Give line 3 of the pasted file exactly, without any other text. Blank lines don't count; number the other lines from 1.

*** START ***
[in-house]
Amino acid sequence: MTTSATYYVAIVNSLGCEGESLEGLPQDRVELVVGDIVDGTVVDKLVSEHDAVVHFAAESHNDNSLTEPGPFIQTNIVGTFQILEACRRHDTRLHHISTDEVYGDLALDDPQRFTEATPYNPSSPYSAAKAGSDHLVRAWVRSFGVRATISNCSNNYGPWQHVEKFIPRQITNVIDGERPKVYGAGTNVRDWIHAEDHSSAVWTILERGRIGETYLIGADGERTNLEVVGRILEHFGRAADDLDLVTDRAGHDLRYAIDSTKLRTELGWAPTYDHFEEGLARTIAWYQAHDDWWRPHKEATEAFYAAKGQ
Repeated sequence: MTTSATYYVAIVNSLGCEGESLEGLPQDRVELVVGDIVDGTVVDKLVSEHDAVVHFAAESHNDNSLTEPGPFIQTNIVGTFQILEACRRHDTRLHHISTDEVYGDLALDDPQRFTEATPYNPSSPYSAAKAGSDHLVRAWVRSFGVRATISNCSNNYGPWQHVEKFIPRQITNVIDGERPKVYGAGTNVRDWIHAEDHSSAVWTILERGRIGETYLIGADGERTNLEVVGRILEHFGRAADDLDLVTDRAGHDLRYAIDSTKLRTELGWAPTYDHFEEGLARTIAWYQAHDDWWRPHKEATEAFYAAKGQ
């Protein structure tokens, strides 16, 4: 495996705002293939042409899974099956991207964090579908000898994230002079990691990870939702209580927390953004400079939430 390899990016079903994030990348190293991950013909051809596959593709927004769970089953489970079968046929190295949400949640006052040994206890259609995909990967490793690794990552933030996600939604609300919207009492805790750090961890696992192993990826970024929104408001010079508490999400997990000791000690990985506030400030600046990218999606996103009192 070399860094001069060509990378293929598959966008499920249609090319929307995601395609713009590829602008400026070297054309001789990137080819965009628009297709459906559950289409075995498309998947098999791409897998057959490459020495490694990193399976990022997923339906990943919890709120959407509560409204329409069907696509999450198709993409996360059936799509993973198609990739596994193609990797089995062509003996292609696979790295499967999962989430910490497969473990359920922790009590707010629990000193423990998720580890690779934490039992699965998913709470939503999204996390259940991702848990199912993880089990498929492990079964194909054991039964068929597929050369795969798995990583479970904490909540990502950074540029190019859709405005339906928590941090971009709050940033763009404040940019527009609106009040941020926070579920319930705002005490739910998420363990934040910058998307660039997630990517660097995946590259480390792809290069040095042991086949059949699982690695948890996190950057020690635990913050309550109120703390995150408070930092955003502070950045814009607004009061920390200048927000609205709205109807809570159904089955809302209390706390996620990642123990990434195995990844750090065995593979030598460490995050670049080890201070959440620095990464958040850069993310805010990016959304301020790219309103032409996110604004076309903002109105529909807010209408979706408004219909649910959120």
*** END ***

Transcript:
Repeated sequence: MTTSATYYVAIVNSLGCEGESLEGLPQDRVELVVGDIVDGTVVDKLVSEHDAVVHFAAESHNDNSLTEPGPFIQTNIVGTFQILEACRRHDTRLHHISTDEVYGDLALDDPQRFTEATPYNPSSPYSAAKAGSDHLVRAWVRSFGVRATISNCSNNYGPWQHVEKFIPRQITNVIDGERPKVYGAGTNVRDWIHAEDHSSAVWTILERGRIGETYLIGADGERTNLEVVGRILEHFGRAADDLDLVTDRAGHDLRYAIDSTKLRTELGWAPTYDHFEEGLARTIAWYQAHDDWWRPHKEATEAFYAAKGQ